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About Ethan Richardson

Ethan Richardson is a contributing staff member for Mockingbird. Born and raised in Lexington, KY, he graduated from the University of Virginia in 2009, majoring in Religious Studies and English. In June of 2011, he finished two years of teaching 5th grade in the inner city of New Orleans, and now lives in Charlottesville, VA and works for Mockingbird along with serving at Christ Episcopal Church.

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    Where Is God Without His Megaphone?

    Where Is God Without His Megaphone?

    This op-ed was written by Peter Wehner in the Sunday Review of the NYT. In it he talks about those suffering in the wake of “great pain,” not just for the deaths that have stirred their lives, but also for the seeming absence of God in those moments. His description of what Christianity offers–consolation–is so much better–so much realer–than the answers we’re often given (admittedly, also in Christian circles).

    I’m no theologian. My professional life has been focused on politics and the ideas that inform politics. Yet I’m also a Christian trying to wrestle honestly with the complexities…

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    Another Week Ends: Chuck Berry, Preachy Ads, Yik Yak Help, Optimist Empathy, Missing Richard Simmons, and the Relentless Gig Economy

    Another Week Ends: Chuck Berry, Preachy Ads, Yik Yak Help, Optimist Empathy, Missing Richard Simmons, and the Relentless Gig Economy

    1. If you, too, have wondered where all the moral messaging has been coming from in advertisements—whether it’s Amazon, Barbie, Budweiser, or 84 Lumber—why all those Super Bowl ads were so heavily imbued with political and philosophical truisms, well, you’re not alone. This week, Megan Garber of The Atlantic wrote an article called “Selling What They Preach,” which is an observation of the kind of morality flag-bearing happening during a lot of primetime TV commercials. She’s extremely aware of the irony of this endeavor—that so many of these enormous, consumer-focused businesses are spinning messages of “empathy” or “togetherness” or “love,”…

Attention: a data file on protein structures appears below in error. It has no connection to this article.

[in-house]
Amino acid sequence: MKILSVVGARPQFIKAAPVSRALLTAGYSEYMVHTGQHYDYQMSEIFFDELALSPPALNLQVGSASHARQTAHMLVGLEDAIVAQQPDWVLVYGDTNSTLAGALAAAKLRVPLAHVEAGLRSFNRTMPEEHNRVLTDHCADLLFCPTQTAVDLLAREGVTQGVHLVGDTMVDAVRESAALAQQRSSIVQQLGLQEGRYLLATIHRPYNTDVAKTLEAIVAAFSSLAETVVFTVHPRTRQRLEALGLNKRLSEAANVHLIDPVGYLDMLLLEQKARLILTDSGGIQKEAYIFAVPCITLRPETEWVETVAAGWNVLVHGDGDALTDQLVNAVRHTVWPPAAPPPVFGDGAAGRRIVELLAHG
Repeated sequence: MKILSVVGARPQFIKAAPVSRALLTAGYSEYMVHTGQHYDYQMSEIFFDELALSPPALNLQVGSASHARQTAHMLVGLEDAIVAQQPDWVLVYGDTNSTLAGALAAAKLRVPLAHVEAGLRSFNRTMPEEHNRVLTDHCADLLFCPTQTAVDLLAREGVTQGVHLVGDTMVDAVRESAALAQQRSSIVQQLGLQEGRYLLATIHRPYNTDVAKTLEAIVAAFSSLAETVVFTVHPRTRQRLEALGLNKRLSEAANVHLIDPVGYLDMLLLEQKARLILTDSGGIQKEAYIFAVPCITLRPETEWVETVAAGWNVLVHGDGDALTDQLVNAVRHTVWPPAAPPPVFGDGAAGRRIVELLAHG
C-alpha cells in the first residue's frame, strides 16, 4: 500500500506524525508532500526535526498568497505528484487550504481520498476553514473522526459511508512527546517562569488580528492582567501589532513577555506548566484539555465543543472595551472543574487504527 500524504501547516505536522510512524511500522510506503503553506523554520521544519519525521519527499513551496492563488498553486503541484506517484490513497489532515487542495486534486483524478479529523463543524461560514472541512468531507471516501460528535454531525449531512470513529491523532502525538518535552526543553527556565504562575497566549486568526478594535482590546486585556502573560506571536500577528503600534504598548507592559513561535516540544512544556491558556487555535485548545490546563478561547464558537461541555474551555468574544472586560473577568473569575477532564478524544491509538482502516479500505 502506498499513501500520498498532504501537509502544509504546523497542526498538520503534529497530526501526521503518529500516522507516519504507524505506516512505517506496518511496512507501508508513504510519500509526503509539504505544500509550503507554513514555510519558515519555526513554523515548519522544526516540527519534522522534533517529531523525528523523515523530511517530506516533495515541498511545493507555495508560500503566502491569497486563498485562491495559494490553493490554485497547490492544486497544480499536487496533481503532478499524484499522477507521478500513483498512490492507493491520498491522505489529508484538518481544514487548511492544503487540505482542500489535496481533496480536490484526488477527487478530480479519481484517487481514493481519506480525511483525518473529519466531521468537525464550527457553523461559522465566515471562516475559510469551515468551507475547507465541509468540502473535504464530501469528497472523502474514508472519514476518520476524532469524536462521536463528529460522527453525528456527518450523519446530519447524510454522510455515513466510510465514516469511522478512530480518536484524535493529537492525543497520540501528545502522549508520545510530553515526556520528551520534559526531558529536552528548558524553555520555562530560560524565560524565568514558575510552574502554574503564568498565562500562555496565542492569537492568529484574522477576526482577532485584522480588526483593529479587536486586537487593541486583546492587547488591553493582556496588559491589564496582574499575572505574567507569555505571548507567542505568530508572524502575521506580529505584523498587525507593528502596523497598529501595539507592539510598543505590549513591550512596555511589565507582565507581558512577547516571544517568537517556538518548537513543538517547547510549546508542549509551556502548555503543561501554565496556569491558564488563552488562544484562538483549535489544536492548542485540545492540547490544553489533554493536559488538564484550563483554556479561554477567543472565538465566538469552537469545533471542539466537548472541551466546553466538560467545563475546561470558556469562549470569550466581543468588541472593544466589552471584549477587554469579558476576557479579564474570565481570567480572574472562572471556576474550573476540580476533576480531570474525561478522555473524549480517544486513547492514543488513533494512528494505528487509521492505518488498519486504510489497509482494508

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    The Only Black Box I Have Access To

    The Only Black Box I Have Access To

    Jesus said, “For judgment I came into this world, that those who do not see may see, and those who see may become blind.” (Jn 9:39)

    There’s been a lot of talk about “empathy.” It has been a beloved moniker for what the nation most needs today and, like most cultural buzzwords, ’twas only a matter of time before it became the next concept in a graveyard of truisms. Empathy is one more expression of love that ran dry—it’s insufficient, it’s coercive, it’s biased.

    But empathy is a good thing! It’s something every good counselor hopes to extend, something every preacher every Sunday…

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(l to r) Annalise Basso stars as Vespyr, Viggo Mortensen as Ben and Shree Crooks as Zaja in CAPTAIN FANTASTIC, a Bleecker Street release.
Credit: Erik Simkins / Bleecker Street

    Another Week Ends: More Outrage, More Zoltan, More Tebow, More Busyness, Plus A Whole Lot of Death

    1. A really surprising-but-not-so-surprising study from Reason about moral outrage, and its psychological background. Not necessarily new territory for us here, but nonetheless, the findings are not what our culture at-large would say is behind the anger du jour we know so well on our Facebook feeds. Generally speaking, psychologists have always thought that anger pointed at injustice is “prosocial emotion,” emotion that says more about our care for others than anything about us. Instead, this article makes the point that guilt within is the real culprit. When our own moral understandings of ourselves are thrown into question—when we feel…

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    The Ash Wednesday Immortality Bus

    The Ash Wednesday Immortality Bus

    There was a dark horse in this year’s presidential campaign that you missed. And what a shame! This gentleman really promised to turn things around, in ways no one else was talking about. And I know several of us really liked the idea of bringing in a Washington “outsider,” someone who wasn’t going to go by the same old Washington rhetoric. Someone with something new to say, someone with answers to the questions no one had the guts to ask. Well, this guy had them. He wasn’t caught up in the same issues every other politician talks about, and I…

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    Alexa, Now!

    Alexa, Now!

    Whenever a new technology comes on the scene, there’s always a bridge that needs to be built. That bridge is a cognitive bridge and it takes some powerful envisioning (and marketing!) to communicate that vision to the public. It is a bridge between what before was only manageable by human intuition and hard work, and what can now (supposedly) be entrusted to another. In short, every new technology today is a bridge from human agency to automation, a bridge that will deliver us from the toil of Egypt into the Promised Land, from the land of servitude and strife into…